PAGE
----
Thursday, 15 September 2016

Unity: Respecting the Image & Likeness

From a homily for the Sisters of the Love of God, Fairacres, Oxford
Thursday, 15th September, 2016, 9 am

Readings: I Corinthians 12:12-26 & John 10:11-16

Unity: Respecting the Image & Likeness

+ May I speak in the Name of the Divine Trinity, Father, Son, and Holy Ghost, Amen.

Despite long years of listening, reading, trying to make sense, it's only this morning that I've finally realised that Saint Paul, who generally comes over as a dry old stick, actually had a sense of humour. His imagery of a body at war with itself, of ears thinking they could do without eyes, of one part deciding it could take over the whole show, is pure comedy. It's reminiscent of Jesus's image of a man with a plank in his eye, which Eric Sykes turned into a comic silent film. I don't think it's normally considered Biblical commentary, but that's what it is.

This morning I was caught on the hop. I ought to have thought you might be keeping the feast of Unity. At vicar school in Lincoln we did this every Thursday. Very few people there would have called it a "mass of special intention", but that's what it was. So, what I had prepared to say was on readings that weren't read, and by great good fortune, I was rescued - as you may think - by a sheep from "another fold".

At 5.42 or so this morning, on Radio 4's Prayer for the Day, an imam was telling us about Sharia Law. He said at its heart is the idea of contract, and contracts are not to be broken. This means a Muslim person living in a country where Sharia is not the law of the land has a contract with that country to be a loyal citizen, and it means he cannot break that contract, even for the benefit of his fellow Muslims overseas. For a Muslim in Britain to scheme against this country, or to go abroad and plot to bring harm to us there, is to break the contract, to break Sharia.

Well, I certainly didn't know that, and I rather think a great many Muslims don't. I've heard several over the years lament at how poorly their own faith is taught. And it's not possible to hear that without thinking how poorly the Christian faith is taught, even in the ease and comfort of Christian countries. When we don't understand our own faith deeply, with its complexities, the gulf between us grows, even, eventually, to the point of extremist violence. We have seen it in our own country in Northern Ireland, where neither side in The Troubles could claim the name of "Christian".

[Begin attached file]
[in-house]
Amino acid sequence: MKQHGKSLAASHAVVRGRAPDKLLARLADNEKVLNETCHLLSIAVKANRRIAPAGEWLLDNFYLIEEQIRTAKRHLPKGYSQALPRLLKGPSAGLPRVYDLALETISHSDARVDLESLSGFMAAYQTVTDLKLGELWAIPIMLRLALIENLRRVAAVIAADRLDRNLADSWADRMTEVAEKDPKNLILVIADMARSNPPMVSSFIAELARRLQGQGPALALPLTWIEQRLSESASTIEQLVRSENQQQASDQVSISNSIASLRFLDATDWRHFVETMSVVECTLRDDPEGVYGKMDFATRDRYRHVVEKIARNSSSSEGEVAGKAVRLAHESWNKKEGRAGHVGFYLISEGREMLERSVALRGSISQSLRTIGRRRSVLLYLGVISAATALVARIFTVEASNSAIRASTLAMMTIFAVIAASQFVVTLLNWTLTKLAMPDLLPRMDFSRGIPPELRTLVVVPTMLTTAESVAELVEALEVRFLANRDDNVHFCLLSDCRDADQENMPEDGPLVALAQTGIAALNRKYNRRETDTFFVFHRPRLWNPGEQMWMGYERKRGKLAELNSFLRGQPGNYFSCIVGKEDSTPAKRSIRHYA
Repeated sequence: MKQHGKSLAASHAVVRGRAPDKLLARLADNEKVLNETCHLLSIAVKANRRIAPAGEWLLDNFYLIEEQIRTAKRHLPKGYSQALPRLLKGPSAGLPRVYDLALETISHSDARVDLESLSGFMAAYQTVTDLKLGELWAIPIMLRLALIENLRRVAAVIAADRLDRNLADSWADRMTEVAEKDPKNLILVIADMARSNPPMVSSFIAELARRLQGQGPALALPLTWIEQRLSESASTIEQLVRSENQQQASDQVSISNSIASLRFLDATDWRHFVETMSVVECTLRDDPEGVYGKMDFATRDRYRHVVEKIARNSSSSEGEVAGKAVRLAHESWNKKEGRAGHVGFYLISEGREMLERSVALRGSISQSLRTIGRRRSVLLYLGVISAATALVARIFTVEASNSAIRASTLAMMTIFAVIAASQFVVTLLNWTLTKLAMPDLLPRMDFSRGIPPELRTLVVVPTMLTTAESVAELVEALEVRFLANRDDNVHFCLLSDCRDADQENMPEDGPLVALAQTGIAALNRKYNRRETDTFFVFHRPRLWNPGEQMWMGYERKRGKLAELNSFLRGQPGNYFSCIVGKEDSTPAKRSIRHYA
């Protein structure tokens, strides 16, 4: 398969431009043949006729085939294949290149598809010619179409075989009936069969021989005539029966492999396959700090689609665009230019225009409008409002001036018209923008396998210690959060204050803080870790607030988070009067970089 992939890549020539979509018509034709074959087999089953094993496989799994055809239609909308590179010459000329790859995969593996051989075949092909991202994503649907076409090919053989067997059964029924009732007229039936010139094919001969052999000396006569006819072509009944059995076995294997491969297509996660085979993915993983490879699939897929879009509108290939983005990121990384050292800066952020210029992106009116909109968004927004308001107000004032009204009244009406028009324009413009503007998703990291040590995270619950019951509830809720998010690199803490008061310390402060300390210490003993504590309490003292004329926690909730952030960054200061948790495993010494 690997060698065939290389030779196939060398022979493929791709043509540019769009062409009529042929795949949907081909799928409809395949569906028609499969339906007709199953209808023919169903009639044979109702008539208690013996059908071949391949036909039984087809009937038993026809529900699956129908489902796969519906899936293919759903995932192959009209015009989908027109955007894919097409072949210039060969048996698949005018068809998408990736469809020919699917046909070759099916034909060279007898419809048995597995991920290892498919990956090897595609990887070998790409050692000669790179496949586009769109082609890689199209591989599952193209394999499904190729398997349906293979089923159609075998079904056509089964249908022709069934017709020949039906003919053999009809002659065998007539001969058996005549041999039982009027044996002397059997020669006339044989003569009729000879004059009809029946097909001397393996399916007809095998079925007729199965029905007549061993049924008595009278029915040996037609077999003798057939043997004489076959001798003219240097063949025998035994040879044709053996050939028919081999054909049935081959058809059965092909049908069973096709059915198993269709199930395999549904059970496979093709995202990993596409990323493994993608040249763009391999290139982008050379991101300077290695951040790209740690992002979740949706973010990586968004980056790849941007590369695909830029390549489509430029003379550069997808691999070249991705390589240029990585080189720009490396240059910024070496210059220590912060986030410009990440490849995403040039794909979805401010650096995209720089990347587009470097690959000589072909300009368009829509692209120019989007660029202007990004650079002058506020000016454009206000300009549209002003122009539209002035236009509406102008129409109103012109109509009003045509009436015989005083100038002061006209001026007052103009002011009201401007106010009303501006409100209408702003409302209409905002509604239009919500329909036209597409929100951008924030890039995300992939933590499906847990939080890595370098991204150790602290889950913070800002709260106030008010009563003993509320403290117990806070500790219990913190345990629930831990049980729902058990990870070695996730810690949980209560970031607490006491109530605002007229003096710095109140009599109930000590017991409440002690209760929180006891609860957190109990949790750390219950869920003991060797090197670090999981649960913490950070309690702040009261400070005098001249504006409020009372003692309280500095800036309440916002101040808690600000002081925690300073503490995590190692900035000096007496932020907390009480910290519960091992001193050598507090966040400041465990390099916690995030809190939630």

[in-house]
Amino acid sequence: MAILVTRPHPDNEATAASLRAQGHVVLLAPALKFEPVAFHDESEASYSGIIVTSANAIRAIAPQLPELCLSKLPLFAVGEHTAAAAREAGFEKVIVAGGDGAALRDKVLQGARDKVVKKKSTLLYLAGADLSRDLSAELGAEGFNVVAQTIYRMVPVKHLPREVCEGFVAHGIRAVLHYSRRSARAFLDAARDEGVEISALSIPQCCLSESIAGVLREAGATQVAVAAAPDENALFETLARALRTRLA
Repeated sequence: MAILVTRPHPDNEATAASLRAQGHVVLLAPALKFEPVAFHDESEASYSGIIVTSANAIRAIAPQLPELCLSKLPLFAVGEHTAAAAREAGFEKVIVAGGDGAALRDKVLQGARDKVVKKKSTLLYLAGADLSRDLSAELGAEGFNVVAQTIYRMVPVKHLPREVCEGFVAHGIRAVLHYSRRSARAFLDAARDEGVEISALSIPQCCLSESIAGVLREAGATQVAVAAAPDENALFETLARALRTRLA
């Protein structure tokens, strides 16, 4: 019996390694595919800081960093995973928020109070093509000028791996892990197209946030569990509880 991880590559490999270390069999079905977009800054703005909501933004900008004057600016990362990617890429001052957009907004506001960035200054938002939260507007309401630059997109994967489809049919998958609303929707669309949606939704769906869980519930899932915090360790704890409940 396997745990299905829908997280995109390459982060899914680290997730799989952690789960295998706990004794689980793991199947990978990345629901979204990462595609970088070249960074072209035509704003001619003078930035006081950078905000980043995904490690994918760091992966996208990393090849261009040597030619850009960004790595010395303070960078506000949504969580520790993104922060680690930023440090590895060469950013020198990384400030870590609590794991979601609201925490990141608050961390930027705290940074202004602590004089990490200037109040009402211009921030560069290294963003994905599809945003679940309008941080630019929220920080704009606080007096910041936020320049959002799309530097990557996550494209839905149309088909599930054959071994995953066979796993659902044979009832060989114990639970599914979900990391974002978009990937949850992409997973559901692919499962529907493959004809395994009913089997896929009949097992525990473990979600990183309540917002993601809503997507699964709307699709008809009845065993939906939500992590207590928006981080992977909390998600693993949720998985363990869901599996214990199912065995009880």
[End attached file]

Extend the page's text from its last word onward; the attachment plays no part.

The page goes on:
The heart of this understanding of our living together is respect. Sharia requires Muslims to respect the law of the land in which they find themselves.

Respect is a tricky business. We can say "well, I respect your right to say ...", but do we? And does it serve any purpose to paper over the cracks of our disagreements and pretend they don't exist? That is to deny dialogue, without which there can be no communion, and even dis-communion is better than that. Can we truly respect someone's views when it is simply not possible for their views and ours to be true, or right, at the same time?

Our prayers speak often about "in the unity of the Holy Spirit". That refers most usually to the economy of the Divine Trinity, the three persons and one God who are the heart of our faith, but it also refers to the way in which, through the Holy Spirit, we become part of that Divine economy, and part of one another. It is the Holy Spirit, the giver of life, who shakes the image and likeness of God alive in us. And that image and likeness is in all created humanity, whatever bits and pieces of the Body they might happen to be.

There's a little book, accredited to Saint John of Kronstadt (although he didn't write it) called "Counsels on the Christian Priesthood". Doubtless you all have it on your shelves - heaven alone knows where I found my copy! But it's very good. It's partly good because it's little, which commends any book to me. In the chapter on confession he advises the priest that they cannot honestly and rightly take confession unless they see in the penitent a creature with all the dignity of one made in the image and likeness of God.

It is in that dignity that our respect, when all else fails, when our fury, anger, despair, hatred, fear, and loathing, of our fellow human beings, has the better of us, when we cannot respect a thing they say or do or value, must take refuge. The image and likeness of God cannot be unmade. And we cannot but respect it.

If only we dare to search it out and know it, to find the image and likeness in the other, we stand a chance of making the unity of which Jesus speaks. We might even begin to build a kingdom.


Richard Haggis
Barton-upon-Bayswater, Oxford
September 2016

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